People often say things like, "I don't want to do X if you don't," and don't really mean it. They mean they want to, but they are willing to do what the other person wants. This is not ideal; it's not coming to agree. So how should it work?
Jack: Jill, I don't want sex if you don't.
Jill: Are you not attracted to me?
Jack: That's not it. You are attractive. But look, there are thousands of attractive girls out there who I don't want to have sex with. I think it's a bad idea. Most of them are total strangers. In each case I could be persuaded otherwise, if we met, got along, discussed it, and so on. But right now, I don't want sex with all those people. Nor with you. You could persuade me otherwise, by explaining why I'm wrong not to want it, and then I would change to want it, but presently I don't.
Jill: Why don't you?
Jack: I know it's important to you not to.
Why important? Well, one possible reason is: Jill is considering becoming a Nun, and they won't take her if she's not a virgin, and she wants to keep that option open at the moment.
Another possible reason is that Jill is confused about abortions, and scared of birth control failing (she had a scare with a late period last year), and feels she can't have sex again until she works that stuff out, but is really stuck on those issues and doesn't know when they will get better.
Another is that Jill is currently in a monogamous relationship with someone else, and doesn't want to cheat.
So anyway, how do we know that Jack is serious that he doesn't want to while Jill doesn't? How do we know he isn't just saying it? Here is a test:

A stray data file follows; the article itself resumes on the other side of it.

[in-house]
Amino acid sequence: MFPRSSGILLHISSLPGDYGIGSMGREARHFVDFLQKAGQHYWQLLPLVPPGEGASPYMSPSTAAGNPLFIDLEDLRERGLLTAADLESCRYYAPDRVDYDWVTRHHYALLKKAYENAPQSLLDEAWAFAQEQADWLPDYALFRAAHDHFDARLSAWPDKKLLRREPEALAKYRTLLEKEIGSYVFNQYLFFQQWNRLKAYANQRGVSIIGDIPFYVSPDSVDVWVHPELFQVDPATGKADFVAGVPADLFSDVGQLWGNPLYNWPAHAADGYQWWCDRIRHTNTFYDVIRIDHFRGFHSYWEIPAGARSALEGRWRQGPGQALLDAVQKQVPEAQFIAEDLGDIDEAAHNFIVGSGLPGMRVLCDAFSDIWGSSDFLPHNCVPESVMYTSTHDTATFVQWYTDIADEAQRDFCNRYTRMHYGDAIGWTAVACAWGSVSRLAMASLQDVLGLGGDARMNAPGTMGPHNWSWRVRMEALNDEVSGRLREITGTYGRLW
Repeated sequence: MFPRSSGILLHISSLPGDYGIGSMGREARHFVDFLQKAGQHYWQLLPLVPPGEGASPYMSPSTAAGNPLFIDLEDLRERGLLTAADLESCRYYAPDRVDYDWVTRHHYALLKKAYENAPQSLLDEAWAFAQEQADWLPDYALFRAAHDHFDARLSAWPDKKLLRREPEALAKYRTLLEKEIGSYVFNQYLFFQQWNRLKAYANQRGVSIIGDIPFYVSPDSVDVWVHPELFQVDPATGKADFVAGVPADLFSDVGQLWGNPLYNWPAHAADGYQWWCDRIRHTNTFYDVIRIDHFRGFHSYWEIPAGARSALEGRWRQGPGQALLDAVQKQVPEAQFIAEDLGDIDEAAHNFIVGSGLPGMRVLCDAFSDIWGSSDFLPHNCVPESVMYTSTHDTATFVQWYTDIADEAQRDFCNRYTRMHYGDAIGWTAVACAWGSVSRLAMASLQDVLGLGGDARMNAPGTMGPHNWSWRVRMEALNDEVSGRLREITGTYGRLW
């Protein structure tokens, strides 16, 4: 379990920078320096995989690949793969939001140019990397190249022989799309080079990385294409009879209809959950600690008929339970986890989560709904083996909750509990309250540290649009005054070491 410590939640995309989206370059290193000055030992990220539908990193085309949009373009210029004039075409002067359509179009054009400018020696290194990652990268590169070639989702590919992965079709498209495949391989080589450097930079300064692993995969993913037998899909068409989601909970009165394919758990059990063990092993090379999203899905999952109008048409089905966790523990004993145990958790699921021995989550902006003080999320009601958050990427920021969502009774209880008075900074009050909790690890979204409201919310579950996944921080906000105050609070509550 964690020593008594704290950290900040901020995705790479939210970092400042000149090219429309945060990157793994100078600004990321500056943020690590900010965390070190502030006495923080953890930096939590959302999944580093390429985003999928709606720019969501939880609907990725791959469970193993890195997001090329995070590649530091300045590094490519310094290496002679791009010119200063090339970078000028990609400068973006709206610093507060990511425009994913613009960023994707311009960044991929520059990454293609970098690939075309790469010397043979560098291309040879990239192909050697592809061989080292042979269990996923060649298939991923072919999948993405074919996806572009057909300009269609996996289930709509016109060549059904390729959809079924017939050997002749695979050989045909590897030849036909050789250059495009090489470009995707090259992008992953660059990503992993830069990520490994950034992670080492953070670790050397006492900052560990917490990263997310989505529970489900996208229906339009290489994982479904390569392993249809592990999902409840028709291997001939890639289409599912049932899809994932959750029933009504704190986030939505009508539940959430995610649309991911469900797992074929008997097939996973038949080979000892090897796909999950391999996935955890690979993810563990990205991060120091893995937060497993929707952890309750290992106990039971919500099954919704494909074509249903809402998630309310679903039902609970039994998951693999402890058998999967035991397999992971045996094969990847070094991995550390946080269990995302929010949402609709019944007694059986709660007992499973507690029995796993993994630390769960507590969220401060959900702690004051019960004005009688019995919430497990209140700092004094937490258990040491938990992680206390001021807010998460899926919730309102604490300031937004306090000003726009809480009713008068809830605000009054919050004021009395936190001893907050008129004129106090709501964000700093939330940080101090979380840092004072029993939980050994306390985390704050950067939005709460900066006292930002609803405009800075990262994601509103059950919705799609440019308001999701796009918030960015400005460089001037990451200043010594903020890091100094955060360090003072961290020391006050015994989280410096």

Jill: Oh baby! Let's fuck!
Jack: Umm, Jill, you're drunk.
Jill: Nah, I'm fine. But I changed my mind. Let's have sex now.
Jack: No. You're drunk. I don't want to right now. If you really changed your mind, we can do it later, when I feel better about it.
Jill: Screw you. Aren't you attracted to me?
Jack: Yeah, but I'm not comfortable with this. Why did you change your mind, anyway?
Jill: I just did. And I'm in the mood now. I may not be in the mood again for a long time if we don't do it now. C'mon.
Jack: Please don't try to threaten me to have sex. I don't want to without understanding why it wasn't a good idea yesterday but is today.
And so on. Jack passes the test by avoiding sex even though Jill is willing, because he cares about her in general, and not just about what she will agree to do tonight. But this is a commonly known situation, that many people would get right. Let's try a harsher test:
Jill goes on a vacation for a month, to relax and stuff. Jack wants to stay home and pursue some hobby Jill doesn't share. They are both happy with this. Jill returns, and that night they go out to a romantic dinner, and have a moonlit walk on the beach. Or pick whatever romantic stereotypes you prefer. Or even imagine they do their own thing that they like, but you wouldn't. The point is it's nice.
Jill: *whispers* Jack, I think I'm ready to have sex.
Jack: Really? Why?
Jill: I thought through some things, and I think it's a good idea now. *kisses Jack* (They've already kissed before lots, say.)